Archive for March, 2007

The benefits of adult stem cells

March 31, 2007

Here’s something for people who think that there is no promise in adult stem cells. I’m thinking specifically of someone who posted a comment this month accusing me of “Bronze Age theology” and saying that “the reason the media doesn’t report on adult stem cell cures is because they don’t exist” (or something very close to these words):
NY Times: For Athletes, the Next Fountain of Youth?

The kinds of stem cell therapies being researched for the most part do not involve the politically sensitive use of embryonic stem cells. But they could involve using harvested adult stem cells, stem cells saved from a child at birth or cells from what may someday be a national bank of donated stem cells derived from umbilical cord or placental stem cells.

And:

The primary uses to date for cord blood have been in the treatment of leukemia and other life-threatening diseases.

“The focus so far has been on more important things than fixing an athlete’s joints,” Dr. Hariri said. “But we’re well aware of the possibilities and the revolution that is coming.”

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Popular Mechanics puts Rosie in her place

March 31, 2007

Recently Rosie O’Donnell went on and on on The View about how the collapse of World Trade Center 7 (not one of the two towers, but a nearby building) was not due to natural physical forces, and vowed to call up Yale or Harvard’s physics department to get to the bottom of things. I.e., it must have been an inside job . . . I get so tired of these “truther” rants. Popular Mechanics responds. Turns out that when a 110-story building collapses, a building 300 feet away takes a serious, serious beating. Who’d have guessed?

My favorite part is how sure Rosie is about physics, fire, and structural engineering. Her words (as quoted from the Pop. Mech. site):

I do believe that it’s the first time in history that fire has ever melted steel. I do believe that it defies physics that World Trade Center tower 7—building 7, which collapsed in on itself—it is impossible for a building to fall the way it fell without explosives being involved. World Trade Center 7. World Trade [Center] 1 and 2 got hit by planes—7, miraculously, the first time in history, steel was melted by fire. It is physically impossible.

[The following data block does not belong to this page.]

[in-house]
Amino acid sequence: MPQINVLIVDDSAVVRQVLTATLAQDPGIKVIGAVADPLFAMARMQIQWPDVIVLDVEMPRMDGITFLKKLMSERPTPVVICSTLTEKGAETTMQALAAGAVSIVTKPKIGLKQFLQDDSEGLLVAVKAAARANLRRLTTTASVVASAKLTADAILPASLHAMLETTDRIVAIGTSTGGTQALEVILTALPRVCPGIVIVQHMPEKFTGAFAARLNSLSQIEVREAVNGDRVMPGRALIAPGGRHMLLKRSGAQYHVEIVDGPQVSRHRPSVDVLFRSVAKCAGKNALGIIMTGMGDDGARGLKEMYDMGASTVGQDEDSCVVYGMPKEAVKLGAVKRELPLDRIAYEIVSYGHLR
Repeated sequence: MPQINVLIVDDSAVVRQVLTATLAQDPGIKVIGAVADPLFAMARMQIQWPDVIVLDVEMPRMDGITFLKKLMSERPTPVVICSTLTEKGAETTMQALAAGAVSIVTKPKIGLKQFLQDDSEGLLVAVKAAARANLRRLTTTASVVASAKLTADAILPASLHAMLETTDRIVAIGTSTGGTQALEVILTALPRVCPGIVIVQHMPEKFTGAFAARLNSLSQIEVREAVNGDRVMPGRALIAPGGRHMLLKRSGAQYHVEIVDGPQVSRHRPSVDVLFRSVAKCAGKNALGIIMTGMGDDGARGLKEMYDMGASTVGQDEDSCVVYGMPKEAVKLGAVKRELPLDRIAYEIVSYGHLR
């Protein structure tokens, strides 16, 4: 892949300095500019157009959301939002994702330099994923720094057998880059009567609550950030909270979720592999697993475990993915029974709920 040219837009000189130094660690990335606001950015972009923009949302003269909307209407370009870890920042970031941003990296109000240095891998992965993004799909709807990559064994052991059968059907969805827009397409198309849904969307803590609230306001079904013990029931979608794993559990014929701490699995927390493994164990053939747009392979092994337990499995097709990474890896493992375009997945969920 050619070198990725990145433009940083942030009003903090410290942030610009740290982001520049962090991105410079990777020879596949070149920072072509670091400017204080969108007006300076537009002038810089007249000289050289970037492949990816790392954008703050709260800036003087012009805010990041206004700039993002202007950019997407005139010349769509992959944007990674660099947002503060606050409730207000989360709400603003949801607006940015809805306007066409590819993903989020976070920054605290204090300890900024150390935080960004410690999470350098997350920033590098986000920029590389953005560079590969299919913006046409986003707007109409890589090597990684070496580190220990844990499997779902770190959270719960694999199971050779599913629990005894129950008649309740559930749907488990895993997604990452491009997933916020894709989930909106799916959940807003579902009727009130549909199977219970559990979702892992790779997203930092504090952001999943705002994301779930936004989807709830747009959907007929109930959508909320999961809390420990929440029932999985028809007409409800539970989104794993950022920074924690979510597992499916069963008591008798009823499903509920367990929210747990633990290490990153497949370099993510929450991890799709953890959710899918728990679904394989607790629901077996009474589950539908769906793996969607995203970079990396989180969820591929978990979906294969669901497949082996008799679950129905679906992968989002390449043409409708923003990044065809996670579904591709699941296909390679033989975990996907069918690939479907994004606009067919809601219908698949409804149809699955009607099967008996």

The response to these assertions also points out that steel begins to weaken at a much lower temperature (400°) than it melts at (2,750°), and that WTC 7 had two 6,000-gallon tanks of gasoline in the basement that fed electrical generators via pressurized lines . . . and that fires raged within the building for seven hours prior to its collapse.

Good one, Rosie.

I’d like to take this opportunity to express my puzzlement over how a TV show like The View manages to stay on the air. Is it really just 4 women sitting around pontificating? And one of them is Rosie O’Donnell? Yikes.

The 6-foot nude chocolate Jesus

March 29, 2007

Are Christians supposed to derive spiritual benefit from seeing this sculpture, or are they supposed to be riled up by it? Or is the artist just trying to get publicity? (Note to irony-seekers: I know what I do in posting this.) The caption under the photo (“Jesus, The 485,460-Calorie Messiah”) seems to suggest an irreverent approach, at least by the Post Chronicle. It’s as if to say both that the Messiah is measurable by instruments, and that he is bad for you.

In favor of the sculpture:

  • Molding Christ in chocolate conveys the theme of eating Christ’s body. This is orthodox doctrine, though most Protestants deny that the Body of Christ is physically present in the Eucharist.
  • Rendering Christ naked on the Cross may be historically accurate. After all, the soldiers cast lots for his clothing.

Against the sculpture:

  • Molding Christ in chocolate conveys the theme of Christ as junk food, forbidden pleasure, thus thwarting whatever devotional impulse one might otherwise feel before a crucifix.
  • Molding Christ in chocolate implies that Christ is a seasonal delicacy, like the chocolate Easter bunny, to be consumed (or, paid attention to, or whatever) once a year.
  • This also positions Christ as a commodity.
  • Rendering Christ naked on the Cross may be historically accurate, but it may also cause impure thoughts in viewers. A minimally-clad Christ might also do this, but not so readily as one with exposed genitalia.